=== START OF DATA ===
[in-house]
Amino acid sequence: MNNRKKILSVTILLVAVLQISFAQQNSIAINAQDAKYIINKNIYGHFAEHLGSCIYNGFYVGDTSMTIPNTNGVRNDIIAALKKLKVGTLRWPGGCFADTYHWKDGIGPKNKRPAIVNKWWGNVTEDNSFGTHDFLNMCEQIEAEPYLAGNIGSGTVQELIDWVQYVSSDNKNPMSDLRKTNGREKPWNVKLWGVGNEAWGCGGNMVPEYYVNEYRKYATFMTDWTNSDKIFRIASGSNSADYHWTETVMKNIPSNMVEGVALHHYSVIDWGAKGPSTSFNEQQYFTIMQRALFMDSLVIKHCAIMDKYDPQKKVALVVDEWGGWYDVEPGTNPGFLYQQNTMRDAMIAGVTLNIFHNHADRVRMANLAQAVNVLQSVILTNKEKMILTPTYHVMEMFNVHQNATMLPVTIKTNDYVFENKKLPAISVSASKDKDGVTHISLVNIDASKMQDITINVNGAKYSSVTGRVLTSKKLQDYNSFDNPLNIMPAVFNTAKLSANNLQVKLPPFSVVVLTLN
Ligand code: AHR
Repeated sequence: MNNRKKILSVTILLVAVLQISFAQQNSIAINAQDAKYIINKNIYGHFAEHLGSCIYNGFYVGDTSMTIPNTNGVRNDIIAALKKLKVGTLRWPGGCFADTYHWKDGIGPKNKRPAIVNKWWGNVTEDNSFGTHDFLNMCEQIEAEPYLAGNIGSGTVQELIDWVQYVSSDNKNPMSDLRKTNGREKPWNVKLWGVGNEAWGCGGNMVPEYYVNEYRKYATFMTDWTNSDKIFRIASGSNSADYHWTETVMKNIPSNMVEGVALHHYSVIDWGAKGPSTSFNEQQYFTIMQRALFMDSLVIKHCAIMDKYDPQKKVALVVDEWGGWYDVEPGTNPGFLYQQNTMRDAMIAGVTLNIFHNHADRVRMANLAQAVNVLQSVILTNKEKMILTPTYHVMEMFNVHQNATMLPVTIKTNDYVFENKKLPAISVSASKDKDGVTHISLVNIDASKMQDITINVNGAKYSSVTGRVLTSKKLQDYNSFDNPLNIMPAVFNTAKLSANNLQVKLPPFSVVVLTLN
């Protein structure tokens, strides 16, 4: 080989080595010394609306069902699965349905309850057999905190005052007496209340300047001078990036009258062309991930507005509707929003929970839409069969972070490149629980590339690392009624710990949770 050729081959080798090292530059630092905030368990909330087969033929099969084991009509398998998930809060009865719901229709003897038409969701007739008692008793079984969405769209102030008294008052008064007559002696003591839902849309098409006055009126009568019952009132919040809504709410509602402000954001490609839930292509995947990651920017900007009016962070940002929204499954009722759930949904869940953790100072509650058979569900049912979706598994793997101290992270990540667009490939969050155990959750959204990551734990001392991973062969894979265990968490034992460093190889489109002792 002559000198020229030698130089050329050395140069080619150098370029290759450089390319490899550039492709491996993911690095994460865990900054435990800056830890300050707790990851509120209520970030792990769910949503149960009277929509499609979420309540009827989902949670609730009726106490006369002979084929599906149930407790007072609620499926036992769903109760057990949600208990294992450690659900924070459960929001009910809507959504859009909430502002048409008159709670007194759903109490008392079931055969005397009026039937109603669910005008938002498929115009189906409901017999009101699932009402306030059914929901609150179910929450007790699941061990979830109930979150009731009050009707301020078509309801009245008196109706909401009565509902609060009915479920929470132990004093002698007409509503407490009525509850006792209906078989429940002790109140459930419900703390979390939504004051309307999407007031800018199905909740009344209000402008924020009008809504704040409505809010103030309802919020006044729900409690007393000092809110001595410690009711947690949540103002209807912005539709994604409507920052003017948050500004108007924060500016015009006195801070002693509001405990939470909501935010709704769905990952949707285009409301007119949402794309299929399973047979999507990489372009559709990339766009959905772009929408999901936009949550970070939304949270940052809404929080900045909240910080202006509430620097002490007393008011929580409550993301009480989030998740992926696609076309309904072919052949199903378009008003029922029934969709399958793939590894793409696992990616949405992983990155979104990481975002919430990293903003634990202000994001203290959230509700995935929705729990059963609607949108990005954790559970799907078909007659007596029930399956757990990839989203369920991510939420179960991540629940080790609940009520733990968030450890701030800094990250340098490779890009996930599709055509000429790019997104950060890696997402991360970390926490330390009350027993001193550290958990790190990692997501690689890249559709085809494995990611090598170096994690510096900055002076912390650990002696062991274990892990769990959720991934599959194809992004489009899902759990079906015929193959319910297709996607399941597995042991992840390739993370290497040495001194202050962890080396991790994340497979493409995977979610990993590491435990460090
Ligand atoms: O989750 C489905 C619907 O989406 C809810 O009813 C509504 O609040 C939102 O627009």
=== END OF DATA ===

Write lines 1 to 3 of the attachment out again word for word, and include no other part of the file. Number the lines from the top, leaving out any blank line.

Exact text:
[in-house]
Amino acid sequence: MNNRKKILSVTILLVAVLQISFAQQNSIAINAQDAKYIINKNIYGHFAEHLGSCIYNGFYVGDTSMTIPNTNGVRNDIIAALKKLKVGTLRWPGGCFADTYHWKDGIGPKNKRPAIVNKWWGNVTEDNSFGTHDFLNMCEQIEAEPYLAGNIGSGTVQELIDWVQYVSSDNKNPMSDLRKTNGREKPWNVKLWGVGNEAWGCGGNMVPEYYVNEYRKYATFMTDWTNSDKIFRIASGSNSADYHWTETVMKNIPSNMVEGVALHHYSVIDWGAKGPSTSFNEQQYFTIMQRALFMDSLVIKHCAIMDKYDPQKKVALVVDEWGGWYDVEPGTNPGFLYQQNTMRDAMIAGVTLNIFHNHADRVRMANLAQAVNVLQSVILTNKEKMILTPTYHVMEMFNVHQNATMLPVTIKTNDYVFENKKLPAISVSASKDKDGVTHISLVNIDASKMQDITINVNGAKYSSVTGRVLTSKKLQDYNSFDNPLNIMPAVFNTAKLSANNLQVKLPPFSVVVLTLN
Ligand code: AHR